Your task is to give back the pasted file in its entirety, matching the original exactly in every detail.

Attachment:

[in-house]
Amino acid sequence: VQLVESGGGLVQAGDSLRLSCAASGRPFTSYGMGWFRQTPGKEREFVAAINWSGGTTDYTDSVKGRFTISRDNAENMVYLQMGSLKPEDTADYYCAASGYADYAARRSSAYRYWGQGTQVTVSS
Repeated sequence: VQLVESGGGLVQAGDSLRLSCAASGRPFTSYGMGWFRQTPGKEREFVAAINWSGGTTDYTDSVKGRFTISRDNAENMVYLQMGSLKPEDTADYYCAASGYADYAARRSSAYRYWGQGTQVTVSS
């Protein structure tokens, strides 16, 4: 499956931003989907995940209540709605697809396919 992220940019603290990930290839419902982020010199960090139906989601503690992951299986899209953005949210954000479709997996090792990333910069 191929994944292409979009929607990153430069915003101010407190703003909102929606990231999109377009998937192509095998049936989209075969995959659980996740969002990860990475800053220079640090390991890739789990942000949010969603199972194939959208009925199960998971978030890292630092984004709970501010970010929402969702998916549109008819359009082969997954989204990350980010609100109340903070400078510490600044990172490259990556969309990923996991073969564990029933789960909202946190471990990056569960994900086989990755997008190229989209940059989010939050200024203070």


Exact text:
[in-house]
Amino acid sequence: VQLVESGGGLVQAGDSLRLSCAASGRPFTSYGMGWFRQTPGKEREFVAAINWSGGTTDYTDSVKGRFTISRDNAENMVYLQMGSLKPEDTADYYCAASGYADYAARRSSAYRYWGQGTQVTVSS
Repeated sequence: VQLVESGGGLVQAGDSLRLSCAASGRPFTSYGMGWFRQTPGKEREFVAAINWSGGTTDYTDSVKGRFTISRDNAENMVYLQMGSLKPEDTADYYCAASGYADYAARRSSAYRYWGQGTQVTVSS
């Protein structure tokens, strides 16, 4: 499956931003989907995940209540709605697809396919 992220940019603290990930290839419902982020010199960090139906989601503690992951299986899209953005949210954000479709997996090792990333910069 191929994944292409979009929607990153430069915003101010407190703003909102929606990231999109377009998937192509095998049936989209075969995959659980996740969002990860990475800053220079640090390991890739789990942000949010969603199972194939959208009925199960998971978030890292630092984004709970501010970010929402969702998916549109008819359009082969997954989204990350980010609100109340903070400078510490600044990172490259990556969309990923996991073969564990029933789960909202946190471990990056569960994900086989990755997008190229989209940059989010939050200024203070």